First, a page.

"Dr. Prusiner is a pioneer in science and medicine. He introduced a truly new idea to the biology of disease... the idea that a protein can be an infectious agent," says Zach W. Hall, Ph.D., Director of the National Institute of Neurological Disorders and Stroke (NINDS), which has supported Dr. Prusiner since 1975. "His work has turned a once obscure corner of medicine into an important source of new ideas about fundamental biological mechanisms." Dr. Prusiner has received additional funding from the National Institute on Aging, the National Center for Research Resources, and the National Institute of General Medical Sciences, all of which are components of NIH.
Dr. Prusiner led the work that uncovered the nature of prions (a term he coined from "proteinaceous infectious particles"). Prions are unusual infectious particles because, unlike viruses, bacteria, fungi, and parasites, they contain no DNA or RNA. Instead, they are a type of protein normally found within cells in humans and other organisms, even yeast. In some cases, however, the structure of the prions can change into a disease-causing form. These abnormal proteins appear to convert other, normal prions to the abnormal shape. Many scientists now believe this process leads to several dementing diseases of humans, including Creutzfeldt-Jakob disease. Similar diseases in animals include bovine spongiform encephalopathy or "mad cow" disease in cattle and scrapie in sheep. Research suggests that a similar change in non-prion proteins may lead to the protein-containing deposits, or plaques, found in the brains of people with Alzheimer’s disease.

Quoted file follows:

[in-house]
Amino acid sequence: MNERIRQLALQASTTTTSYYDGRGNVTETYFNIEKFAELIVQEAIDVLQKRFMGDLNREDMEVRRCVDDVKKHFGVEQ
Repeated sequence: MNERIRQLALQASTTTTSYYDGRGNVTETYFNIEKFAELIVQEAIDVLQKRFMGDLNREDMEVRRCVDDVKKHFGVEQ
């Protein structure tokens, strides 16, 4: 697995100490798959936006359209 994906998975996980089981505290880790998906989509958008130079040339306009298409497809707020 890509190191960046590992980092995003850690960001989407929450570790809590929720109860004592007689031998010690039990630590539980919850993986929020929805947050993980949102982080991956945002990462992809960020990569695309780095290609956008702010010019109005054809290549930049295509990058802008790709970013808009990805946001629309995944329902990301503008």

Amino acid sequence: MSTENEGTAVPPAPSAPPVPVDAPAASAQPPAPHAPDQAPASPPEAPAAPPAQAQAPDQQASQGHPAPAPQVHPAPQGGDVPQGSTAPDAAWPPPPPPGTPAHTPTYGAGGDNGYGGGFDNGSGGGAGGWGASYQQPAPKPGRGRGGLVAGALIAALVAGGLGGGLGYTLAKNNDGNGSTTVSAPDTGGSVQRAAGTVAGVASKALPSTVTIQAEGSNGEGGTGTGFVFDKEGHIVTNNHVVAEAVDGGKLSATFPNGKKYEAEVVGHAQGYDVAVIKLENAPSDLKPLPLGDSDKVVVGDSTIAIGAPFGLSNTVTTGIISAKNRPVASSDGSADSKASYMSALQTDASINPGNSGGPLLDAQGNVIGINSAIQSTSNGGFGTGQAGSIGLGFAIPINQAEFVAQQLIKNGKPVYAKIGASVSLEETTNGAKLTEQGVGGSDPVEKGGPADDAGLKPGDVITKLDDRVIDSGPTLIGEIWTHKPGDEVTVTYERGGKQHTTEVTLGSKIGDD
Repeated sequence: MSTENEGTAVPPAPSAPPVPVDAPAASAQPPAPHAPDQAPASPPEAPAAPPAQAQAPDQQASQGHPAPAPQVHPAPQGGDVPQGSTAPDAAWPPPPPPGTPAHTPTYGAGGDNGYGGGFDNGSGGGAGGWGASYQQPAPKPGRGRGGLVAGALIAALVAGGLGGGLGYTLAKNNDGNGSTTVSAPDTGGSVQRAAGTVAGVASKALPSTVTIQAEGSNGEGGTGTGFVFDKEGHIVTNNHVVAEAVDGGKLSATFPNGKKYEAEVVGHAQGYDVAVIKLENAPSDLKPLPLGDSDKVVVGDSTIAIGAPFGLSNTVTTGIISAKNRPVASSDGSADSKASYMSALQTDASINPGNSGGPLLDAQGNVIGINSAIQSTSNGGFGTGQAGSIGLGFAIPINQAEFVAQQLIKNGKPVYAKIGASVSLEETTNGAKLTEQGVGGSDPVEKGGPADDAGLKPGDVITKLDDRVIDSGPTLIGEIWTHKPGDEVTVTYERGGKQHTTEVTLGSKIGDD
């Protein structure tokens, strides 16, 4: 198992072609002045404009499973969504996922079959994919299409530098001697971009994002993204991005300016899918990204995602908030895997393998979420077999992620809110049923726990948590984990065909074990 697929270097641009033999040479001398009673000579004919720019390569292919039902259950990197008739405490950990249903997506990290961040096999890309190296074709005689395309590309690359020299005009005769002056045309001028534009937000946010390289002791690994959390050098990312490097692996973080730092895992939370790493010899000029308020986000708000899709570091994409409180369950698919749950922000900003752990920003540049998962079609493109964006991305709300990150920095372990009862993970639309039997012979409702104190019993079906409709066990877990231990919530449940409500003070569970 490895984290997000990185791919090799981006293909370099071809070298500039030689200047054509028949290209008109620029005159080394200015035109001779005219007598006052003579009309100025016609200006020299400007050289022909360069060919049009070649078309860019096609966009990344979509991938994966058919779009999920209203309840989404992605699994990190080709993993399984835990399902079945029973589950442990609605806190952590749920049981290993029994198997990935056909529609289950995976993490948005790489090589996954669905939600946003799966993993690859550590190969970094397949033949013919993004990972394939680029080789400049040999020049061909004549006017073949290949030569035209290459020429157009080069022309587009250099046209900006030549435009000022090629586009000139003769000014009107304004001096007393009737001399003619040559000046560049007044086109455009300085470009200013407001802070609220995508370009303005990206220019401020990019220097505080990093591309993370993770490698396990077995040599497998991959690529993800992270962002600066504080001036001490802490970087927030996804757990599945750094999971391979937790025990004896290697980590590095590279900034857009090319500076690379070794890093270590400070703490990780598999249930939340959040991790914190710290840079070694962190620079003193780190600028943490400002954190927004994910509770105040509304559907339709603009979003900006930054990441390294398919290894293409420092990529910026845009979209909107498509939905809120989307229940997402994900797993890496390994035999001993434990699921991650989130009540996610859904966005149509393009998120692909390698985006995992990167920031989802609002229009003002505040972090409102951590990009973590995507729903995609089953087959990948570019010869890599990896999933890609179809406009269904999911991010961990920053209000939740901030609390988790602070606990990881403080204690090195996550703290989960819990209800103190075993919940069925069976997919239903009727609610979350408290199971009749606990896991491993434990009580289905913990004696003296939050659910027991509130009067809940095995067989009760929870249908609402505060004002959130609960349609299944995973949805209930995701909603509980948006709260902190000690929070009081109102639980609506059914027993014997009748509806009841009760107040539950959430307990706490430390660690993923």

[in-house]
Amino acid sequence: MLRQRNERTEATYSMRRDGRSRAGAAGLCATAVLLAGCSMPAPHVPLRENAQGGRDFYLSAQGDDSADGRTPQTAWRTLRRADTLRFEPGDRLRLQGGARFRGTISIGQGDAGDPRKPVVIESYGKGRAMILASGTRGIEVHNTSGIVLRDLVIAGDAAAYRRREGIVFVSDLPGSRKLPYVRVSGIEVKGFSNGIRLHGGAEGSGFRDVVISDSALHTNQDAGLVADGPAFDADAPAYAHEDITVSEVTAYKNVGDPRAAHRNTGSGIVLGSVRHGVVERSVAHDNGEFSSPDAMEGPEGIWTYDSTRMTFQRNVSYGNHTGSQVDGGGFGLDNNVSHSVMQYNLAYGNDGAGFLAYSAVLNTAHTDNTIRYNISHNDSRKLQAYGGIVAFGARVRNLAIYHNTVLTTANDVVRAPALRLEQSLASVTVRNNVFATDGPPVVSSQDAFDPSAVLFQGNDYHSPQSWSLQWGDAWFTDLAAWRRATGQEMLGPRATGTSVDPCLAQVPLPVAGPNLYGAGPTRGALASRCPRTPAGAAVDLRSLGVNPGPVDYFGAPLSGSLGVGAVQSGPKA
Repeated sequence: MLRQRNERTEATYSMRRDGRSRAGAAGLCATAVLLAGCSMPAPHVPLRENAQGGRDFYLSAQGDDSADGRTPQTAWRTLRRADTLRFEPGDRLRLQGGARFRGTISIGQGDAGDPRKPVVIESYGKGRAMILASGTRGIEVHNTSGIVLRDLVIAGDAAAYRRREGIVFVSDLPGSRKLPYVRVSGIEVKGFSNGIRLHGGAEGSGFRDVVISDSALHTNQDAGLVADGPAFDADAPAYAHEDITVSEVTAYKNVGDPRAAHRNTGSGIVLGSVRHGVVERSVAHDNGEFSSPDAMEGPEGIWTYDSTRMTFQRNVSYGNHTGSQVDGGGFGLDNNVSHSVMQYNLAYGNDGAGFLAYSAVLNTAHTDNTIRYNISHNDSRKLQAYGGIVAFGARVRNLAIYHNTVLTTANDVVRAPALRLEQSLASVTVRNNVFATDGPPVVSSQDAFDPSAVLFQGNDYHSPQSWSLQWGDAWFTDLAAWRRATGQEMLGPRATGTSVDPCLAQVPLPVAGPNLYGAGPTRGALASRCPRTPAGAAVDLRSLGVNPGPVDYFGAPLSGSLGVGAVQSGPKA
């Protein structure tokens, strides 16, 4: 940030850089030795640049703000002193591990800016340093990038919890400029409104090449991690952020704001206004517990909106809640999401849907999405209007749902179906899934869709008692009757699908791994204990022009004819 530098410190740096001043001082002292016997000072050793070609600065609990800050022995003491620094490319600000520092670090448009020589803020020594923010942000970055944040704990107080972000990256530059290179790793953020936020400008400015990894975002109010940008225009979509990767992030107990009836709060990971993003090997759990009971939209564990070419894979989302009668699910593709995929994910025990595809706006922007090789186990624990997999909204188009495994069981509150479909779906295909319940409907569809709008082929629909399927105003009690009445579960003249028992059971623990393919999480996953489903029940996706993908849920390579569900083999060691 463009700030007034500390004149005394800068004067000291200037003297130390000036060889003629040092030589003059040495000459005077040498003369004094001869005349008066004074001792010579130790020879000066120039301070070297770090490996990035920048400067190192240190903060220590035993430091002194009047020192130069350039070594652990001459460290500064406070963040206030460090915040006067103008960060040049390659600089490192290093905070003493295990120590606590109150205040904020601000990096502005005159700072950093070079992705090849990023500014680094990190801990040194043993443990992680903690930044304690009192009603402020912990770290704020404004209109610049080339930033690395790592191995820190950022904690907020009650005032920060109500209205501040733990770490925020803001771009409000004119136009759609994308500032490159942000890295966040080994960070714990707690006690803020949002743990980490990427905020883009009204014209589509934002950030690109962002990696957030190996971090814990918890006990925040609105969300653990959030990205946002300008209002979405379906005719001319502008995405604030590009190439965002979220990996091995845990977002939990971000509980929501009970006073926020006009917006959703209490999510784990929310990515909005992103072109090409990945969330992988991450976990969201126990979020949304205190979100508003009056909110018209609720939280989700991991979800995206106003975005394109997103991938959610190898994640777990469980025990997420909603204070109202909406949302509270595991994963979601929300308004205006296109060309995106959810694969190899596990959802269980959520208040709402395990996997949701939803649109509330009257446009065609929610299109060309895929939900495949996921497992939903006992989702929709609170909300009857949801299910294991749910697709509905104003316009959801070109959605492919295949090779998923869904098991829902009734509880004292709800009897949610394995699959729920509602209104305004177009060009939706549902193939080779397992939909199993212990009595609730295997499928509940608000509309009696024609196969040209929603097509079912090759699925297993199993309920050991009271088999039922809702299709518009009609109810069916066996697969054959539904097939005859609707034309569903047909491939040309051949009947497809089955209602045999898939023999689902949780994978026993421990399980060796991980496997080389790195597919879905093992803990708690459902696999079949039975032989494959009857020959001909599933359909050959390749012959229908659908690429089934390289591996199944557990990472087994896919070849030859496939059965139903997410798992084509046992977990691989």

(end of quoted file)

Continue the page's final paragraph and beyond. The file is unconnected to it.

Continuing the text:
Of the 72 previous American Nobel laureates in physiology or medicine since 1945, more than two-thirds (53) either worked at or were supported by NIH before winning the prize. Since World War II, 115 scientists worldwide were previously awarded the Nobel Prize in Physiology or Medicine. More than half of them (63) had prior support from or had worked at NIH before the award.